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U.S. Treasury To Follow Europe, Invest In Banks


This is Morning Edition from NPR News. I'm Renee Montagne. President Bush announced earlier this morning that the government will pump billions of new capital into U.S. banks, money that's part of the $700 billion rescue plan. The aim is to make the banks stronger financially and - just as important - restore investor confidence. The U.S. plan is similar to what European governments announced yesterday. In both cases, the moves will expand government roles in the economy. In response, stock markets from Tokyo to London are soaring. From Frankfurt, Germany, NPR's Tom Gjelten reports.

TOM GJELTEN: The global financial crisis has sorely tested the faith of devoted free marketeers. In recent weeks, the stock and credit markets have appeared to be so irrational in their behavior that even conservative governments have concluded they have no choice but to intervene for the good of the world economy. German Chancellor Angela Merkel grew up in communist East Germany and is deeply suspicious of socialism. But in announcing her government's financial rescue plan yesterday, she hardly sounded doctrinaire.

Chancellor ANGELA MERKEL (Germany): (German spoken)

GJELTEN: We've had to deal with the excesses of the market, Merkel said. In a social market economy, the duty of the state is to have control. The state is the guardian of order. Germany and other European states are intervening in their economy in two ways, first by guaranteeing loans that banks make to each other. If one bank fails to repay another bank, their governments can step in to cover the loan. Across Europe, governments are pledging about a trillion dollars for those loan guarantees. But governments are also injecting billions of dollars in fresh capital directly into troubled banks. Thorsten Polleit is chief economist at Barclays Capital in Frankfurt.

Dr. THORSTEN POLLEIT (Chief Economist, Barclays Capital, Frankfurt): The problem is confidence is gone. And confidence is gone because many investors expect banks running into big losses which may even exceed their capital base.

GJELTEN: So the governments with cash infusions increase the banks' capital base and then...

Dr. POLLEIT: Investors might find some confidence in extending loans and deposits into banks again.

GJELTEN: The logic is sound, Polleit says, but he also worries that this unprecedented government action could carry some risk.

Dr. POLLEIT: Whenever we have government interference, we have to take into account the law of unintended consequences. I'm a bit concerned that all this interference into market processes could actually make the situation worse.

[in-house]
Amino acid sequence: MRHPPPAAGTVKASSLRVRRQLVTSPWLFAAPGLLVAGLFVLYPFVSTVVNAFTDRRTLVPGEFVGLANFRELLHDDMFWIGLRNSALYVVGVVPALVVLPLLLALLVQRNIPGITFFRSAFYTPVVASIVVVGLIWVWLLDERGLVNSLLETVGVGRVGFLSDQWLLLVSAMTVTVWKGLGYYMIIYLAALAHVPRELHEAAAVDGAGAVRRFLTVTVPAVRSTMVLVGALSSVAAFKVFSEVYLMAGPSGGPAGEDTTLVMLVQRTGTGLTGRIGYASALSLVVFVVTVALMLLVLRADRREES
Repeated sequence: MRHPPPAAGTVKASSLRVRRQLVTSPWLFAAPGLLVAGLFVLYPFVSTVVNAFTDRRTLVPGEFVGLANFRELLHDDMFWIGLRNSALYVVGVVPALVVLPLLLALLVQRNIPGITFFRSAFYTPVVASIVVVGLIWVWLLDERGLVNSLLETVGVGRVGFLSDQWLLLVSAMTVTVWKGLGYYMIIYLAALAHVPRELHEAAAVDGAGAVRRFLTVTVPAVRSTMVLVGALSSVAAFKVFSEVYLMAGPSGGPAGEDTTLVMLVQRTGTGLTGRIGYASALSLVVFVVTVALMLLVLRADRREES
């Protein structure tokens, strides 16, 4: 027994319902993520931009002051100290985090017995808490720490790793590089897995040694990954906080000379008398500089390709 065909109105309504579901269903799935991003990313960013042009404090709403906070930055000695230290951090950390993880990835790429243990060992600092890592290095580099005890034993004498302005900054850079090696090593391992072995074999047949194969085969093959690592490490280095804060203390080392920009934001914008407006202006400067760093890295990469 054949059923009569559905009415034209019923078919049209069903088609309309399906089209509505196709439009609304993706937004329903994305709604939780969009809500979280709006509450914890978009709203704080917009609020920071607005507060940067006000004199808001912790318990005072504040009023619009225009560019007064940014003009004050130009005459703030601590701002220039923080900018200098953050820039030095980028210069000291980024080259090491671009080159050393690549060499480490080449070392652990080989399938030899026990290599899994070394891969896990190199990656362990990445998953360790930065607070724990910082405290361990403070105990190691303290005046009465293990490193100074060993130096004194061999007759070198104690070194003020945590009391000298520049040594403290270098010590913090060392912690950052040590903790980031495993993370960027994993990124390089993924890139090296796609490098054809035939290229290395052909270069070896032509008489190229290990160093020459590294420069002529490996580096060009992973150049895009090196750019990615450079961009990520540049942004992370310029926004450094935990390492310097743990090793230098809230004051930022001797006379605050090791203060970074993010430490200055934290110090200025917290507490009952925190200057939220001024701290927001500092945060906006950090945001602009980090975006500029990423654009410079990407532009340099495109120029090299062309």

GJELTEN: In both the United States and Europe, governments are now taking responsibility for some bad debts and shaky banks. The assumption is that the governments can handle those obligations, but the cost is hard to calculate. Herman Brodie is a financial risk analyst at Cognitrend in Frankfurt.

Mr. HERMAN BRODIE (Managing Director, Cognitrend, Frankfurt): This is a step in the right direction. But of course the more risk the governments take on themselves and take it away from the financial system, the more their own creditworthiness is going to be called into difficulty. If you look in the financial markets this morning, you'll see bond prices are lower, and this is a reflection of the risks that governments are now taking onboard.

GJELTEN: Bond prices are lower in part because stocks are more popular at the moment, but it's also because government IOUs are a bit less attractive when a government is loading itself down with major financial obligations. Those obligations are also likely to mean higher interest rates down the road and less money to spend on other social and economic needs. Still, it's hard at the moment to see any alternative to the new government role. German Finance Minister Peer Steinbrueck, speaking with Chancellor Merkel yesterday, said his government is just looking out for the interests of its population.

Mr. PEER STEINBRUECK (German Finance Minister): (German spoken)

GJELTEN: A stable and functioning financial sector is important to the citizens and to this country, Steinbrueck said. It's important for the middle class saving for retirement and for those communities that need loans to finance infrastructure investments. We're talking about a public good which we need to protect. Tom Gjelten, NPR News, Frankfurt. Transcript provided by NPR, Copyright NPR.

NPR transcripts are created on a rush deadline by an NPR contractor. This text may not be in its final form and may be updated or revised in the future. Accuracy and availability may vary. The authoritative record of NPR’s programming is the audio record.

Tom Gjelten reports on religion, faith, and belief for NPR News, a beat that encompasses such areas as the changing religious landscape in America, the formation of personal identity, the role of religion in politics, and conflict arising from religious differences. His reporting draws on his many years covering national and international news from posts in Washington and around the world.